Ruth Daniels is vice president of sales for the Emagine movie theater chain in Michigan. It operates 46 screens and projects advertising slides before movies with a little video - but the lights in the theater always remain on. (Regal, in comparison, dims its lights by 50 percent as soon as The 2wenty begins.)
Emagine, in addition, refuses to run full-blown commercials. For the moment, anyway.
"I won't deny it's all about the sales," Daniels said. "But you know how it started, don't you? Stadiums. Sports stadiums. You see so much advertising there, and from an marketing angle, movie theaters are very similar. It's advertising well spent. Audiences don't get a remote control. There's no flipping of channels."
Cliff Marks agrees. Talking to him it's astonishing to hear the split between how many moviegoers see things and how the theater industry sees things. He's the president of Regal CineMedia, the advertising subsidiary of Regal Entertainment, and The 2wenty is his baby. When I ask why theaters weren't full of commercials, say, 20 years ago - his answer is to the point:
"Twenty years ago marketers were completely frustrated by their lack of ability to communicate to people. And that's gotten worse. Look at the fragmentation of television. At how mobile people are now. It's harder to reach them in living rooms. It's hard to find a uniform family.
"But we're still the only media that doesn't interrupt programming to show commercials. Marketers respect that - the theater is a very docile environment."
Well, it used to be. Sort of.
Before the advent of television, the theater industry regularly showed commercials in theaters. When television became a household staple in the 1950s and a favorite vehicle for advertisers, theaters eliminated commercials as a way of remaining unique. The 1950s to roughly the mid-'80s were the years of merciful quiet. You took your seat and talked with friends or maybe half-listened to Jim Croce being piped through speakers.
By the 1980s still-frame advertising was introduced. Often these were ads for mattress stores and local steak houses and evolved to include ridiculously easy trivia questions and word jumbles. During that time, on-screen, full-motion commercials were already an accepted practice throughout Europe and Australia. And then, around the turn of the millennium, the dam burst.
Throughout the 1990s, theater chains overbuilt themselves into the red. By 2000, 12 of the majors (including Regal) had filed for bankruptcy. So they build new theaters to replace the old ones, adding stadium seating and more restaurants as an incentive to bring in more business. "So much of the industry is starting from scratch, they're looking for sources of revenue," said National Amusement's Callaghan.
Here's what they found:
"People would rather have something to look at on screen then nothing to look at," said Matthew Kearney, president of the Cinema Advertising Council and CEO of Screenvision, the largest screen advertising company. "And as long as cinema advertising invests a certain amount of money in the commercials, if we add music videos, scenes from TV shows, we are delivering, in fact, a more valuable moviegoing experience."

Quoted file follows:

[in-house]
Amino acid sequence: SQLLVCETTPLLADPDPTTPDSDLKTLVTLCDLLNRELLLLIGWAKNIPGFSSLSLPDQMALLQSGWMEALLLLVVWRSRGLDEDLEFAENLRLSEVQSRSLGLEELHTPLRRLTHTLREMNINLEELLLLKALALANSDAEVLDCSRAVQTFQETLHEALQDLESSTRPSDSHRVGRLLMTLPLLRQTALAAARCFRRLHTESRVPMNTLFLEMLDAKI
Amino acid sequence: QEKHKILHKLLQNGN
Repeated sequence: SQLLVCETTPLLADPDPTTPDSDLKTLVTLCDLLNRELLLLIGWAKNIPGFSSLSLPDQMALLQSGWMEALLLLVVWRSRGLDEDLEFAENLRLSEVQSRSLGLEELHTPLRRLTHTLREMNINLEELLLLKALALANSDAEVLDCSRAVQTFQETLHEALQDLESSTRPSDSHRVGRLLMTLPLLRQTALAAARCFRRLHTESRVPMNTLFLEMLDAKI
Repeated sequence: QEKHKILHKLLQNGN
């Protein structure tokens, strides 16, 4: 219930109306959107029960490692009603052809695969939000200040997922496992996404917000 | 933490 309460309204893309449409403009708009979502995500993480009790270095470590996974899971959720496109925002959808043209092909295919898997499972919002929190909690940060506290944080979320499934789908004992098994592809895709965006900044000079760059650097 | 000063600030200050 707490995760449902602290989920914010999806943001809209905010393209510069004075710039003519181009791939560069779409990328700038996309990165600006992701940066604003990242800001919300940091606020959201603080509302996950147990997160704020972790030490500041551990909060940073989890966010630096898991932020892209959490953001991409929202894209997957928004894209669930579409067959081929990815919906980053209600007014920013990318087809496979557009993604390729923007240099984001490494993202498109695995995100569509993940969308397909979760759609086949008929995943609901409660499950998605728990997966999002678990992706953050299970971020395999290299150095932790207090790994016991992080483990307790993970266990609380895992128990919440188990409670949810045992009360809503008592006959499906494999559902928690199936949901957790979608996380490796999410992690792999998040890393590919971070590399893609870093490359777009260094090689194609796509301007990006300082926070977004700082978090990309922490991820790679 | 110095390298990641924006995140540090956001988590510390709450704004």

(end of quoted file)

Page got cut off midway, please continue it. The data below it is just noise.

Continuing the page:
That's up for debate. The Cinema Advertising Council and advertising companies rally around that 2003 Arbitron survey, which said the majority of audiences don't mind. Meanwhile, Insight Express, a Connecticut-based research firm, did its own survey last year and found more than 50 percent of people wanted commercials in theaters to stop now.
As for my own random survey of moviegoers: You were evenly divided between the perfectly irritated ("I already know what a Pepsi looks like," said Robert St. John, 21) and the perfectly content ("I really don't mind them," said Zach Spitulski, 20). And the younger you were, the more likely you were to complain about the content of the ads rather than the practice of screen ads itself. (And no one had a problem with coming attractions, which seem to transcend all the usual gripes.)
But when you got mad:
"It is really expensive to go to movies," said Dedron Harris, 21. "Two tickets, that's $20. Popcorn or whatever, that's another $10. Then they want to show commercials? If they do, I won't come as much. I'll just wait for DVD."
In 2004, a paradox occurred: Box office revenue was up ($9.5 billion), but the number of tickets sold dropped by 1.7 percent.
A sign of things to come?
Jim Walters runs Great Eastern Theaters, a tiny chain based in Toledo that operates eight screens, including the Sundance Kid Drive-In on Navarre Road. For a time - until the process of soliciting ads became too much of a headache - he used on-screen advertising at the Paramount Theater in Fremont.
"You could say it wasn't 100 percent accepted," Walters said.
"Every show, except maybe one or two week, someone would come up and say 'Why do you need commercials when we pay you for a ticket?' We had our own reasons for not continuing but still, response was never big enough to get us to stop."
My argument is a critic's argument: that on-screen commercials cheapen the experience of going to the movies. But perhaps that's a sentimental attachment to the idea of moviegoing and the theater as a virtually holy shrine - the whole Cinema Paradiso thing - when the reality is that the thieves have been in the temple from the very beginning.
Of everyone I spoke with, one person echoed that argument:
"I remember years ago, the first time I saw such a thing in a theater," said Penny Parker, the manager of the nonprofit Cla-Zel Theater in Bowling Green.
"I had a very strong gut reaction and actually felt very offended. To me the movies are a place many people go to escape from ordinary life. It has always been, and should continue to be, a completely different experience than watching television."
Ruth Daniels of Emagine is not quite so sentimental. She remembers the first time still-frame advertising flashed on the screen. "I was running the Maple Art Theater in Bloomfield Hills [Michigan]. Remember, this is a highly affluent area. They hated it. But we found that advertisers were willing to spend a lot of money to reach this audience. So we kept them.
"A few years later, we realized audiences didn't mind so much. Why? They got used to it. They accepted it. And that's true of the generation going to films now."
Does she envision a day when commercials play during movies, like they do on television?
"Not in my lifetime. But then, who knows, right? My mother would have never imagined this happening in a million years."
Contact Christopher Borrelli at: firstname.lastname@example.org